God Wants our Hearts # 52

#52 for Jan. 17, 2019

	­Something was wrong with the religion of God’s people:. “Declare to my people their rebellion...they seem eager to know my ways...eager for God to come near them,” (Isa.58:1-2) yet they weren't obeying God but rather were 
oppressing their workers.
God isn’t interested in empty, outward-only rituals. He wants our hearts.
Verse three
shows that the people were fasting, not to express gratitude and sub-mission to God, but rather to manipulate him to do what they wanted him to do.
This doesn't please God.
In contrast, God’s blessing is given freely to those who are in an unbroken
covenant relationship with him. The evidence of this covenant relationship is
ethical behavior. God wants people to stop oppressing the poor (treat them fairlyand give them what they earn), rather than being greedy and selfish. He wants
us to help people see the light, and delight in the Lord.
Is not this the fast that I choose: to loose the bonds of wickedness, to
undo the thongs of the yoke, to let the oppressed go free, and to break every yoke?” (
v.6). Oppression is the “unjustly harsh exercise of authority and power,” like a
dictatorship. One example in our country is low wages for migrant farm workers.See:
http://nfwm.org/education-center/farm-worker-issues/low-wages/. People
should be paid fair wages for the work they do, not less because they are poor
and will take anything they can get. This applies to household help, also. Perhaps the worker will take less than minimum wage because of desperation, but they
should be given at least minimum wage, and more after being trained if they are doing a good job.
Another example of oppression is the way homeless people are treated.
According to
http://www.franciscan-anglican.com/Homelessness.htm, homeless
youth are sometimes beaten
by the police just for sitting on the sidewalk becausethey have no place to go. There are many other examples, too. Many people are
trapped in poverty.
In The Message Bible, Eugene H. Peterson says God wants us “to break the chains of injustice, get rid of exploitation in the workplace, free the oppressed,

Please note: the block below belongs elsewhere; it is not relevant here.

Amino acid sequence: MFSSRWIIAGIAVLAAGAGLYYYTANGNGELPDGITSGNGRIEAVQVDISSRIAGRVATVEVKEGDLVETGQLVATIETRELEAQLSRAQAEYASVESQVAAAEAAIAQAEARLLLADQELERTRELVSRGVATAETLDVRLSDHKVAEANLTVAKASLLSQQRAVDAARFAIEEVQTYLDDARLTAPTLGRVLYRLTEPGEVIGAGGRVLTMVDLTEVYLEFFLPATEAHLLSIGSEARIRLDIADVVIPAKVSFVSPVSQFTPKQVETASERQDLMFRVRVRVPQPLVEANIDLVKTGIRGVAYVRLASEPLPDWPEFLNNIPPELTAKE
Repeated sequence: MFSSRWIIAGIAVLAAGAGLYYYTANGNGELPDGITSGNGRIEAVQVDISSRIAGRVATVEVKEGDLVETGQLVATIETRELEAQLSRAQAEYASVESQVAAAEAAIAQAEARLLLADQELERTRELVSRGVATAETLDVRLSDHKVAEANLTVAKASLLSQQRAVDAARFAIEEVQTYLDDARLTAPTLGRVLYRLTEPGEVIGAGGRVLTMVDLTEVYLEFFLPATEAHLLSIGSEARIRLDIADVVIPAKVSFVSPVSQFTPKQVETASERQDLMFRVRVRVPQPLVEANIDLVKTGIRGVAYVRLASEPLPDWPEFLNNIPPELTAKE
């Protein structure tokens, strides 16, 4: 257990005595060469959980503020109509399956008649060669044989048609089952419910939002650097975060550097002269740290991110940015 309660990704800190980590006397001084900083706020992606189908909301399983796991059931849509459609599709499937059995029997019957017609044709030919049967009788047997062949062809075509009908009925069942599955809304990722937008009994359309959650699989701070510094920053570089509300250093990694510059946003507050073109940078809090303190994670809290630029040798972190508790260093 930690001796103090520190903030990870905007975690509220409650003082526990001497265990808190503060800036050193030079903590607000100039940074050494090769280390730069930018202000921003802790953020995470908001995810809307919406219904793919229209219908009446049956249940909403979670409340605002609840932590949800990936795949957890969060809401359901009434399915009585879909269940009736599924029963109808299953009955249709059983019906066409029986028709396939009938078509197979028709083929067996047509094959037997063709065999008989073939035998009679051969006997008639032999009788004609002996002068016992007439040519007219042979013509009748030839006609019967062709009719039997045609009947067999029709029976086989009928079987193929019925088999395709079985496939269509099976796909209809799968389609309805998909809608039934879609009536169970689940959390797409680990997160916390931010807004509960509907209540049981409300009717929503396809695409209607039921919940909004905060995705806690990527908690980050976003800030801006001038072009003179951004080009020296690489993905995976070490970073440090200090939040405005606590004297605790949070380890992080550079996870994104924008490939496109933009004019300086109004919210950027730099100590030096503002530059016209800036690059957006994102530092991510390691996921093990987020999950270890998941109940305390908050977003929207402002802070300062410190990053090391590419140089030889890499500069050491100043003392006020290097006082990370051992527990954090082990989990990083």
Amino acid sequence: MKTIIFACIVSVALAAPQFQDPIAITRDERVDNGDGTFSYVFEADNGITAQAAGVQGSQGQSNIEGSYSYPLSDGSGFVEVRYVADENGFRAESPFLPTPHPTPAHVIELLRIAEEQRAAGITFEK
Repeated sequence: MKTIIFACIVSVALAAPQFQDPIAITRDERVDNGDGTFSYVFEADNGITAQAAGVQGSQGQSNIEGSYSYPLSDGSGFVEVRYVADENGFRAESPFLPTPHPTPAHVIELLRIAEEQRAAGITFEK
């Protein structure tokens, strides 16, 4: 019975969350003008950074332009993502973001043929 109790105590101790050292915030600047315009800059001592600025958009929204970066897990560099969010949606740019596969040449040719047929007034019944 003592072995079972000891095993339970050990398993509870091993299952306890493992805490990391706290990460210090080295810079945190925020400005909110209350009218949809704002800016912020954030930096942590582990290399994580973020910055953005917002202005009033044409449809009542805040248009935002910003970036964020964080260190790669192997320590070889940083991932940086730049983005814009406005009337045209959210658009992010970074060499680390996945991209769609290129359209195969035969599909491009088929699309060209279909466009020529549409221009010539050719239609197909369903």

cancel debts. What I’m interested in seeing you do is: sharing your food with thehungry, inviting the homeless poor into your homes, putting clothes o,n the
shivering ill-clad, being available to your own familie
s,” (Isaiah 58:6-7). Then God will shed his glorious light upon you, He will heal you; yourgodliness will lead you forward, and goodness will be a shield before you, and
the glory of the Lord will protect you from behind (v.8). Then, when you call, the Lord will answer. “Yes, I am here,” he will quickly reply. All you need to do is to stop oppressing the weak, and to stop making false accusations and spreading
vicious rumors!”
(v.9 Living Bible). The RSV gives a little different understanding of the last part of v. 9. “If 
you take away from the midst of you the yoke, the pointing of the finger, and
speaking wickedness,”
says more than just ‘stop’ doing something. For instance, Dr. John M. Perkins, who grew up oppressed in Mississippi, got a way out of
poverty and oppression through basketball. Yet, he went back to Mississippi and started many programs to help others get out from under oppression. We can
help others, also. Even if we don’t personally know any poor people, many of us can go on mission trips or otherwise help the poor, or at least send donations to Christian ministries to help them.
Jesus Christ was the fulfillment of Isaiah’s prophecies of the Suffering
Servant, and he asks those who follow him to do “
unto the least of these, my
brethren, what you would do unto me.” Matt. 25:34-40.
Judith Vander Wege (blog #52)


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